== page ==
ROUND TWO: 7-irritation vs. 15-variables

Click here for authlete instructions.

Voter Instructions:

  • The countdown at the bottom of each pairing indicates how much time is left to vote.
    • When voting closes, timer will disappear.
  • Read both poems as many times as you like.
  • Mark the poem you like best by clicking the circle next to its name.
  • Press the “Vote” button to record your vote.
  • Votes are counted in real time and cannot be changed once entered.
  • You can only vote once from a given IP address.
    • Classrooms should submit one vote as a class.
    • Students can then vote again individually from home.

Things to Consider in Making a Choice:

  • How well the poem incorporates the authlete’s assigned word.
  • Technical elements: meter, rhyme, form, shape, and other poetic standards.
  • Creativity: wordplay, imagery, unusual approach, etc.
  • Subtle elements that make the whole greater than the sum of its parts.
  • Your overall response: emotional reaction such as admiration, tears, laughter, terror, or some indefinable feeling.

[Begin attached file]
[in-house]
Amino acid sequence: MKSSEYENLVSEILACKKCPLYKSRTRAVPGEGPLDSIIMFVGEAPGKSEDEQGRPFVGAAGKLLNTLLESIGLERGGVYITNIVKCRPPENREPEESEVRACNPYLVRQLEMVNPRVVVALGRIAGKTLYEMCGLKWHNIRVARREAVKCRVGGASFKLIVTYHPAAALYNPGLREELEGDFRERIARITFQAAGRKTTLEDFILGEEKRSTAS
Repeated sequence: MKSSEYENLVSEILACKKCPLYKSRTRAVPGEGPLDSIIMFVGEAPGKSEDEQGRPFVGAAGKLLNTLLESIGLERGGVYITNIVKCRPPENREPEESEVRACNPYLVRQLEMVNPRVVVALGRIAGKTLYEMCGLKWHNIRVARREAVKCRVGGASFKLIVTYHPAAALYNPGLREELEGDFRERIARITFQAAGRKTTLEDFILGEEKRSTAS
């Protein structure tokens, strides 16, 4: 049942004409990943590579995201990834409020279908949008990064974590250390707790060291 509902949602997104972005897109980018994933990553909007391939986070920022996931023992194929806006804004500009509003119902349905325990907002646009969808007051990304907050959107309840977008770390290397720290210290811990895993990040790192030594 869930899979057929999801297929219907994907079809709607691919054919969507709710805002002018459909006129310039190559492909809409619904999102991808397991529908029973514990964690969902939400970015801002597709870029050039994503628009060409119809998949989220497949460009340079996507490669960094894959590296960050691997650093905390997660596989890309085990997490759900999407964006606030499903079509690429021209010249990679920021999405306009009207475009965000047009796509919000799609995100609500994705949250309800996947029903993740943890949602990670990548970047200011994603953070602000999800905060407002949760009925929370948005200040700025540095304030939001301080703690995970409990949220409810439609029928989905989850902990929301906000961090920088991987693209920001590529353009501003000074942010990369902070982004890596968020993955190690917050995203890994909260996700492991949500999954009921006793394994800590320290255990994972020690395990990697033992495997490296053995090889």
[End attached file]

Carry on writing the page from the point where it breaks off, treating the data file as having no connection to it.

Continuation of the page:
Here are the poems:

The Oyster & the Jellyfish
By Marcus Ewert

My heart’s a big aquarium in which two creatures dwell:
A limp and squishy jellyfish; an oyster wrapped in shell.
The first’s so soft and graceful that you can’t believe your eyes –
The lengths it goes, when it’s upset, to sting and paralyze!

My oyster, on the other hand, has no defense for pain,
Though even sand can hurt him – just one microscopic grain!
His one recourse is POETRY, when troubled waters swirl:
With art applied in layers, irritation turns to pearl.


Science Fair Project
By Eric Ode

I thought I’d win a ribbon and my work would be rewarded.
My research, clearly cataloged, my variables, recorded;
I proudly set my project with the other kids’ displays—
the vinegar volcanoes and the cardboard hamster maze.
I waited for my trophy, feeling confident and grand.
And that’s about the time when things got slightly out of hand.
Now my teacher’s looking troubled, and I bet she’s holding grudges.
My project ate my tri-fold and then seven of the judges.


7-irritation vs. 15-variables: Which Poem Did You Prefer?

  • 7-irritation (Marcus Ewert) (52%, 177 Votes)
  • 15-variables (Eric Ode) (48%, 164 Votes)

Total Voters: 341

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  • Quinette Cook

    Well written, well played. I love the voice in Marcus’ poem and the unidentified monster in Eric’s. I enjoyed reading these out loud (several times each) before making my final decision. Good luck to both of you.

  • Renee LaTulippe (@ReneeMLaTulippe)